As recently as five years ago, due to a variety of technological and financial factors, providers, insurers and patients were relatively slow to adopt remote patient monitoring (RPM) – technology that enables patients to be monitored outside of traditional clinical settings.
Today, slow RPM growth is a thing of the past.
In 2016, the RPM market saw a 44 percent increase in remotely monitored patients, to 7.1 million patients worldwide, according to the market research firm Berg Insights. That follows similarly robust growth in 2015, and portends even greater growth to come, according to Berg, which projects more than 50 million patients worldwide using some form of an RPM device (clinical or personal) by 2021.
Whether your health care organization was an early adopter of RPM technology or you’re just getting into the game, there remain a number of basic factors you should consider to ensure your RPM efforts are financially and clinically successful. Here are five key points to consider:
- Consider today’s health care market – In today’s pay-for-performance era, RPM is no longer a nice-to-do, but a need-to-do for providers of all kinds. That wasn’t the case (to this degree) even just a half-decade ago. Given the multiple attributes of RPM, including aiding clinical outcomes, helping control costs, reducing admissions and readmissions, and improving overall access to health care, it’s no wonder that health care providers are increasingly making RPM devices available to their patients – and, in some cases, making RPM a condition of long-term treatment, especially for those with chronic illnesses.
- Focus on your execution, not the technology – It’s easy to get caught up in the hoopla and excitement of RPM devices promising a host of benefits for patients with chronic illnesses – especially diabetes, heart disease and cancer – but don’t let the technological tail wag the dog, so to speak. First ensure that your organization has the infrastructure, personnel and work processes necessary to provide a scalable RPM implementation that doesn’t just meet, but exceeds, patient expectations. Don’t be “that” health care organization that trips over its good intentions by prematurely rolling out an RPM tool only to see the initiative falter because the back-end execution suffered. Your organization’s reputation is too precious to waste on delivering an ill-thought and/or ill-executed RPM effort.
- Learn from the experts and other organizations – Don’t squander precious time and capital by “trying out” an RPM tool via a pilot project when ample data and input on that tool’s usefulness is readily available in the public domain. Patients nowadays expect turnkey technology and execution, and are not willing to wait for you to “iron out” any kinks that exist in a pilot project. You can ensure a greater degree of patient and staff satisfaction by rigorously conducting your due diligence early on, and ensuring that your RPM solution can and will hit the ground running.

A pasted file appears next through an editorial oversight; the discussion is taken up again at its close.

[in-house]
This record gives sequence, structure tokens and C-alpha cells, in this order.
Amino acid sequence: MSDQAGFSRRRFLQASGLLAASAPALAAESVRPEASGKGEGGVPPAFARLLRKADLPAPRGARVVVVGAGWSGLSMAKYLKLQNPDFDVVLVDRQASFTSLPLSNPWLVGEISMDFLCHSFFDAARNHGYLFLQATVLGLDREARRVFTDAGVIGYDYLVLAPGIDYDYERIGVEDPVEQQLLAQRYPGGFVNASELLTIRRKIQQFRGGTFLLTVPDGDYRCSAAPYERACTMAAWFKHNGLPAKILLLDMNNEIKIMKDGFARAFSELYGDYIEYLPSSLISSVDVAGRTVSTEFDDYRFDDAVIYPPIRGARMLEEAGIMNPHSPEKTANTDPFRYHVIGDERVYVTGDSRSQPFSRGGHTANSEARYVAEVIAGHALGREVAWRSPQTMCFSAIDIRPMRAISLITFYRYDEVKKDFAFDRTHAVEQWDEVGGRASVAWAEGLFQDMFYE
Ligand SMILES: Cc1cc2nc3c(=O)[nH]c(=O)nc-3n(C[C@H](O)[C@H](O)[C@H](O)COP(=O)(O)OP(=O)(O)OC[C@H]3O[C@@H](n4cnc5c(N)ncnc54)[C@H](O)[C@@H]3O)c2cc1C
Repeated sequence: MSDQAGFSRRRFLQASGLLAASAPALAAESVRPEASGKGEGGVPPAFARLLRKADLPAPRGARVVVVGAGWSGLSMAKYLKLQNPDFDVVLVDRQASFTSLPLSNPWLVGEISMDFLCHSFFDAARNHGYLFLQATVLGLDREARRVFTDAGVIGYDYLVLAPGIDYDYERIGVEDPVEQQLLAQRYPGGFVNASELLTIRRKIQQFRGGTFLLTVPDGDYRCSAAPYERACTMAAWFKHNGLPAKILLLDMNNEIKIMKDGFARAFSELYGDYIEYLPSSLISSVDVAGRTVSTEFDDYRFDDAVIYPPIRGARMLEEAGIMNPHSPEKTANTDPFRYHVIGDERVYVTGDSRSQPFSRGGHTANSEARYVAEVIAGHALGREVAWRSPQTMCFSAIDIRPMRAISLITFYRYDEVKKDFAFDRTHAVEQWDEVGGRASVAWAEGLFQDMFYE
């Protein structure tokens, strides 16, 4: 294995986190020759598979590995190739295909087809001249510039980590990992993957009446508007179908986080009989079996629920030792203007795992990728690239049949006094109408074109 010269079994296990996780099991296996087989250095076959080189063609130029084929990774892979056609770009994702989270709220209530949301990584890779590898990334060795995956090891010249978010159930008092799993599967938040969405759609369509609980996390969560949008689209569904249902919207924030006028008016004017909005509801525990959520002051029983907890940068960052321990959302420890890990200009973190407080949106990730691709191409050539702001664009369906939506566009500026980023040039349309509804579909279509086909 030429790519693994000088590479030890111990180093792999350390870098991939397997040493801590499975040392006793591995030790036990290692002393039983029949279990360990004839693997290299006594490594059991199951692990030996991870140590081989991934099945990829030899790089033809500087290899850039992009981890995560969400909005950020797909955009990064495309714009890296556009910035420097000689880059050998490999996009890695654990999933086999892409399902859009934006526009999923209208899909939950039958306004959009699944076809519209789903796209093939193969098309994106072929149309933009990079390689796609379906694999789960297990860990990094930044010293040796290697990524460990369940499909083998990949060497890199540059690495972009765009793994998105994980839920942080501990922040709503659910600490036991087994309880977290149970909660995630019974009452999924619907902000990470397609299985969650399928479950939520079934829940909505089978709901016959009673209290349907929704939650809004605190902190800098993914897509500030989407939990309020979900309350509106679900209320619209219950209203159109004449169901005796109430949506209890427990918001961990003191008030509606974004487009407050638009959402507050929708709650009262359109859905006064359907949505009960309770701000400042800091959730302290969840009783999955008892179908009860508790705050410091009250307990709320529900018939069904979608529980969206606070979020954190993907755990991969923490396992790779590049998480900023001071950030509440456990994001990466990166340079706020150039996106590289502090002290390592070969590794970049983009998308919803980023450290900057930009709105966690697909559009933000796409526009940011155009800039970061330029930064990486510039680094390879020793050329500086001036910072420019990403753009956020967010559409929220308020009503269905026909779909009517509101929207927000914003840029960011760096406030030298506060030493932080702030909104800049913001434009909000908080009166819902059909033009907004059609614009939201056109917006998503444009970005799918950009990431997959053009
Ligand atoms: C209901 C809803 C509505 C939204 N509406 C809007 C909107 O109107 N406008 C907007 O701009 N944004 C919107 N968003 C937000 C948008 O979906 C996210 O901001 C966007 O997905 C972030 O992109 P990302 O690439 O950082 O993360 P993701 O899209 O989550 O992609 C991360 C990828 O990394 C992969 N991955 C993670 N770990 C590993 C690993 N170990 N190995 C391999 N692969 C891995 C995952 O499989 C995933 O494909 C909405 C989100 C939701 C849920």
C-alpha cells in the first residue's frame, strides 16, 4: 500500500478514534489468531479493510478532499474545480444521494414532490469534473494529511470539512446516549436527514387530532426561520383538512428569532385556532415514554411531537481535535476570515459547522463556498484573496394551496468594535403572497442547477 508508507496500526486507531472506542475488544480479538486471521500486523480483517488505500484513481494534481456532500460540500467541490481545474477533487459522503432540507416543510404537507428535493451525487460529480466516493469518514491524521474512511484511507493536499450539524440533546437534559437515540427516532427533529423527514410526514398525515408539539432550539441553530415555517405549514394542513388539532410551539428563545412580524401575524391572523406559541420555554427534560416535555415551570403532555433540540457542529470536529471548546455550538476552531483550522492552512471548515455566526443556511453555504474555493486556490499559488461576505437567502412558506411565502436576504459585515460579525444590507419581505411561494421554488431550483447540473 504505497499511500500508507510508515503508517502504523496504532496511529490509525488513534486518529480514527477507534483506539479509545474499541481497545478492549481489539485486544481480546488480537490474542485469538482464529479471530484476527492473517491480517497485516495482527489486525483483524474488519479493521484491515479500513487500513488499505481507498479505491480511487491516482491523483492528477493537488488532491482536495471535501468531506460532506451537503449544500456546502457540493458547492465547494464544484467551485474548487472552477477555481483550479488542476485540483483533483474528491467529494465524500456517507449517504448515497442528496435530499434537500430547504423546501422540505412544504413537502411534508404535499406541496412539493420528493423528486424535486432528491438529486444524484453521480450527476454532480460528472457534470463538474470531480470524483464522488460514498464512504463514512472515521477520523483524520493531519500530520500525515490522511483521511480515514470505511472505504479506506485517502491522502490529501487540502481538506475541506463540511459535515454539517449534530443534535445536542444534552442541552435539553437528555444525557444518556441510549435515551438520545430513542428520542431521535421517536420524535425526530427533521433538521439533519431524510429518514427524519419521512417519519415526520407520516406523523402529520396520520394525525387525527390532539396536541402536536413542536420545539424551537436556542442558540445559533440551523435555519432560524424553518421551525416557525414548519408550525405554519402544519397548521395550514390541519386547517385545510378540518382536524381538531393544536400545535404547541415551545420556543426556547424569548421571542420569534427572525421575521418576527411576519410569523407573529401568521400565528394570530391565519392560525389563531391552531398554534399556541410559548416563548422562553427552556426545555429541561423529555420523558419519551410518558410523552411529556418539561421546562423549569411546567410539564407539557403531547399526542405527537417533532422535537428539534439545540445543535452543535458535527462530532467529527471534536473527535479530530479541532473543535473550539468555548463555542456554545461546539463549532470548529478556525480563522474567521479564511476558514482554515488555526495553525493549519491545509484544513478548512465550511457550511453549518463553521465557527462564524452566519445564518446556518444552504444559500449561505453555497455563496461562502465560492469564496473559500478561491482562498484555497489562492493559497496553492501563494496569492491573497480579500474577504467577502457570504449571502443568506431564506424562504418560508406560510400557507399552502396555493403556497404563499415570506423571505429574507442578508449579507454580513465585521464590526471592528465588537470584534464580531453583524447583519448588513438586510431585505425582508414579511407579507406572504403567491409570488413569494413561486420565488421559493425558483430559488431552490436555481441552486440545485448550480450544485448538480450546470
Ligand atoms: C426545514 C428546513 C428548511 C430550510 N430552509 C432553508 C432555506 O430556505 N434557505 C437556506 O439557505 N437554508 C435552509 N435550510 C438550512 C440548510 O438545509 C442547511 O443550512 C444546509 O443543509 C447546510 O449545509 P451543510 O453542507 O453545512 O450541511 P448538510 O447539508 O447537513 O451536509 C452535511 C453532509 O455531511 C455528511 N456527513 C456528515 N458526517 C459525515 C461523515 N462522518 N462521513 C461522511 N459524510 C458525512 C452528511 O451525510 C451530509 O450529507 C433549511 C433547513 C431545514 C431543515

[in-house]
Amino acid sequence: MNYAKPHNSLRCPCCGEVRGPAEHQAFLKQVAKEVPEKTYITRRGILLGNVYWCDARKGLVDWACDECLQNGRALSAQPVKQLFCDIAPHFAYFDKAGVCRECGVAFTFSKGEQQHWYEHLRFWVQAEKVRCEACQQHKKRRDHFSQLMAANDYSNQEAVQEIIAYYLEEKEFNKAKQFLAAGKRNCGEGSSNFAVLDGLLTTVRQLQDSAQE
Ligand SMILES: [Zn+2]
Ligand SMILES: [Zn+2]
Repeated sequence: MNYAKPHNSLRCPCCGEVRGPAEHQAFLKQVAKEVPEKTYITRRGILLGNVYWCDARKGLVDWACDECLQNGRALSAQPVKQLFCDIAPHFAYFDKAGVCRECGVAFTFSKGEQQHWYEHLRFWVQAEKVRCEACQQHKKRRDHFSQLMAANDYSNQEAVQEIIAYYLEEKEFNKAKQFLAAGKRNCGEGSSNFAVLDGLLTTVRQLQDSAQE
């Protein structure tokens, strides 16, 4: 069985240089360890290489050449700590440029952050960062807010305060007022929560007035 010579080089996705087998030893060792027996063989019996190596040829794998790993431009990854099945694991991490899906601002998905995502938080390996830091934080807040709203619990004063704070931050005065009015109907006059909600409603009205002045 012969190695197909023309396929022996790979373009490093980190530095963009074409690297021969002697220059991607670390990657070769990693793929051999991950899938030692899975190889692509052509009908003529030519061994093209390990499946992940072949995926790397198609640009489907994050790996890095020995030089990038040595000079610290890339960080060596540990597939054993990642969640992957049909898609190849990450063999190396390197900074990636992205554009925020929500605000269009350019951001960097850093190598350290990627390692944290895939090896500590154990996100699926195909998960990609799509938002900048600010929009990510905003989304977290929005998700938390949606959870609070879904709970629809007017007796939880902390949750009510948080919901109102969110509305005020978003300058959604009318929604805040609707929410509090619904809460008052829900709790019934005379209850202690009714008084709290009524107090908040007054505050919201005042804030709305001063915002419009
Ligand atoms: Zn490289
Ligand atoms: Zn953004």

- Identify your areas of greatest vulnerability/risk and opportunity – There are marvelous RPM tools now available that significantly aid the ability of providers to regularly monitor the needs and interests of their remote patients. But if most of your patients are not remote, or if you already have a robust and well-functioning clinical system in place, why bother providing RPM tools that aren’t really needed, or duplicate, the services you already provide? Pay attention to the areas of your organization with the greatest clinical and/or reimbursement risk (including clinically related penalties), and allocate your analysis, design and implementation efforts precisely on ways to address your most pressing needs. Doing so will create a win-win for your patients and your organization.
- Consider RPM as part of your cost-containment strategies – As your organization considers ways to control service delivery costs while still providing high-quality care, think about how your available and most logical RPM technologies might benefit your cost-containment efforts. RPM allows providers to more specifically focus their most expensive resources (for instance, care nurses) on the places and patients most in need of high-cost resources. RPM tools, on the other hand, can easily supplement (or in some cases even supplant) staff members whose time can then be focused or redirected on other, more pressing clinical needs.
Consider Your RPM Strategy
Your organization’s RPM strategy should not begin or be dictated by an RPM vendor offering an amazing technology – or even better, on a seemingly amazing deal on this technology. To help your organization objectively see the big-picture merits (and demerits) of RPM technologies, consider the benefits of working with a health care consulting firm well-versed in RPM technologies, as well on the strategic allocation and implementation of this technology. By taking the long view, you’ll be more pleased with the overall results.